In terms of publications, I published in 24 different places, down from 30 last year, including websites, newspapers and magazines.

The most pieces I published for one place? 23.

The lowest I wrote for was free. I wrote one piece for free this year. Not counting that, $50. I published two pieces for $50.

The highest check for one piece I received this year was for $4,000.

On average, I made $440 a piece, up from $300 last year. (This number skews high because I counted a few reprints and some blogging revenue in my yearly total.) So, let's probably say I made about $350 a piece this year.


Let's talk pitches, rejections and acceptances. To publish my 65 pieces this year, I sent out 267 pitches this year, down from 329 pitches last year. 

I was rejected outright 96 times. 
I was accepted 80 times (some are still in edits, and some were killed, which brings the published list to 65). 
I was ignored 91 times (which is a silent rejection, obviously).

So, my percentages work out like this:

Accepted: 30% of the time
Rejected: 36% of the time
Ignored: 34% of the time
Total Rejected: 70% of the time.

I was accepted 30 percent of the time. I was rejected 70 percent of the time.

Keep trying! Keep going! We can do this, freelancers. It is possible.

Last year's complete numbers are here.

Thursday, December 8, 2016

Why Does Western Society Not Value the Elderly? -- s post

In traditional societies, elderly relatives are cared for; revered even, despite the fact they can no longer contribute. Yet in our supposedly ‘developed’ western society, we routinely push our elderly parents into poorly run care homes or abandon them to a life of neglect, visited only by paid care workers instead of loving relatives.

Elder Abuse

The media is full of stories of old and vulnerable people being abused in care homes, or neglected by their relatives. The problem is that isn’t always easy to prove deliberate neglect. Hidden cameras help, and if you do secure proof that your elderly relative is being abused, you can use elder abuse attorneys such as Garcia Law to bring the matter to court, but what happens if an old person has nobody to be an advocate for their needs?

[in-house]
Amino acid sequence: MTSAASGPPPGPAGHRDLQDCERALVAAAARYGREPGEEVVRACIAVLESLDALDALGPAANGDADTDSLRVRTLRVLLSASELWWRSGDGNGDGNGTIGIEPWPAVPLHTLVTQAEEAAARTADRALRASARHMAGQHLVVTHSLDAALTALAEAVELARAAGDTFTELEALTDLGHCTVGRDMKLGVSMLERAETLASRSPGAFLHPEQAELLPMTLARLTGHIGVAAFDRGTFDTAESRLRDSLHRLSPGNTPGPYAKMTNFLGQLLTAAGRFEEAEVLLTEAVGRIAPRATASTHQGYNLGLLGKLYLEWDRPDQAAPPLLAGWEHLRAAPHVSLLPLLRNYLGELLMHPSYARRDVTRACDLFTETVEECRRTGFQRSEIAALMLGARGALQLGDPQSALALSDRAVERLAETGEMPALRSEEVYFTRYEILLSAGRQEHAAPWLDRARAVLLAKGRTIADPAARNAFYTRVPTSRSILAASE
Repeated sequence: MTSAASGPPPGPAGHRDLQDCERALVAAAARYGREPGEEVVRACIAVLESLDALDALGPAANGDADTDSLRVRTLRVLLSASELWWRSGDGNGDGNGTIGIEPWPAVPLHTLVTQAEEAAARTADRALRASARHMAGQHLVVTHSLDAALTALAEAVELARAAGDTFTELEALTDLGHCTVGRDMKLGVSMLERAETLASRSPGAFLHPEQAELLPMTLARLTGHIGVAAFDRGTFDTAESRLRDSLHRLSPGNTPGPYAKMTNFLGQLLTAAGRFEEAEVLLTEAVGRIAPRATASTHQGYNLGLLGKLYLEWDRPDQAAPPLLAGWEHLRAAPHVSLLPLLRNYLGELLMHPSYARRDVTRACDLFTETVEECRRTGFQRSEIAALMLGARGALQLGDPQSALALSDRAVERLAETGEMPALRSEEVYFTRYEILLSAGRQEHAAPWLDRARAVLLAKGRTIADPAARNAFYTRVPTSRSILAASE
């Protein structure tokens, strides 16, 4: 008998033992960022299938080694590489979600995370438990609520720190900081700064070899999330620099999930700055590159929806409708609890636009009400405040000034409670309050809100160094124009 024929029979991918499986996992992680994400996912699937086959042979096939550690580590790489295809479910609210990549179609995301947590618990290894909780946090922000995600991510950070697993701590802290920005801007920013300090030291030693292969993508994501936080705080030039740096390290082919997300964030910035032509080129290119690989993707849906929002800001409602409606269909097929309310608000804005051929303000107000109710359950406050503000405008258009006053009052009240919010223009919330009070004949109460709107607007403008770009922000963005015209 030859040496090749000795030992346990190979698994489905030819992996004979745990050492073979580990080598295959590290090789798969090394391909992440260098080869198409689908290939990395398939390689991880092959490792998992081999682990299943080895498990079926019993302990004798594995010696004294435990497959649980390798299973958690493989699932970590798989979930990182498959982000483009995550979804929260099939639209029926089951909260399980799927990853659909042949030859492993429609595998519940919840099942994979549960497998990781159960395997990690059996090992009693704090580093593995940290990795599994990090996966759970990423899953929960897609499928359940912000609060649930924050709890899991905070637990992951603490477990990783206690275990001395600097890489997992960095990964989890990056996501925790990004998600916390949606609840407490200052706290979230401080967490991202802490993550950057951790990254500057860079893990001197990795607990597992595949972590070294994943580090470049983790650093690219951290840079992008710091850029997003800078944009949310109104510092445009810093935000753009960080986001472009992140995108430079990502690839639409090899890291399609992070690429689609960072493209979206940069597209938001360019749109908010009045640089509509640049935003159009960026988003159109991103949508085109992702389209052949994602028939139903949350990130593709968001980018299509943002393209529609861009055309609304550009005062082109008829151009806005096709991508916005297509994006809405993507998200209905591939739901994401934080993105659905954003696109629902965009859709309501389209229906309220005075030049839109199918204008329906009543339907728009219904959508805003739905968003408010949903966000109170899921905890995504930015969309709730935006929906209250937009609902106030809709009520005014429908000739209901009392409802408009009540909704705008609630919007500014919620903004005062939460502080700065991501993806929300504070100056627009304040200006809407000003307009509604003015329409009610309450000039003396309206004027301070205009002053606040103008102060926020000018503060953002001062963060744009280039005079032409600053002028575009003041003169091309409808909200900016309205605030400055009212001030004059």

Respect the Elderly

Whereas our elders are treated with little respect, in other cultures, it’s a very different story. In Korea, for example, younger members of the family have a duty of care to look after their elderly relatives. In China, this is also the case, and to abandon one’s parents in a nursing home is viewed as deeply dishonorable. In India, too, disrespecting elders is stigmatized by society.
Yet the situation is so very different in the U.S. and Europe, where youth is venerated and the elderly are pushed out to the side-lines of community life. Many experts believe that our treatment of the aged stems from deeply held beliefs about natural aging and death itself. Buddhists celebrate death whereas westerners fear old age and do everything in their power to stay forever young, even to the point of fighting the natural aging process by way of cosmetic surgery. Public figures are torn apart by the media when they are photographed looking ‘old’ and ‘past it’, so they do everything humanly possible to stay looking young.

Growing Old is Part of Life

Growing old is all part of life and being old is not something to be ashamed of. The older generation have plenty to offer society. They have experience, knowledge, and skills the younger generation lack. Older people can provide childcare while younger family members work.  This has many benefits, including saving money and allowing the older generation to impart their knowledge to the younger generation.
From time immemorial, older people have passed down their stories, skills and knowledge. Without such a process, many important things would have been lost forever. In Native American cultures the elders are expected to pass on their learnings to their children and grandchildren. It’s a rite of passage to ensure the younger generation learn from the teachings – and mistakes – of their forebears.

We can all learn from this. Just because our elderly parents have become a burden, it doesn’t mean we should abandon them to their fate. We all have a duty of care to look after older members of society, so next time you walk past your elderly neighbor’s home, call on them to see if they need any groceries or a chat. It’s the right thing to do.


Related Posts Plugin for WordPress, Blogger...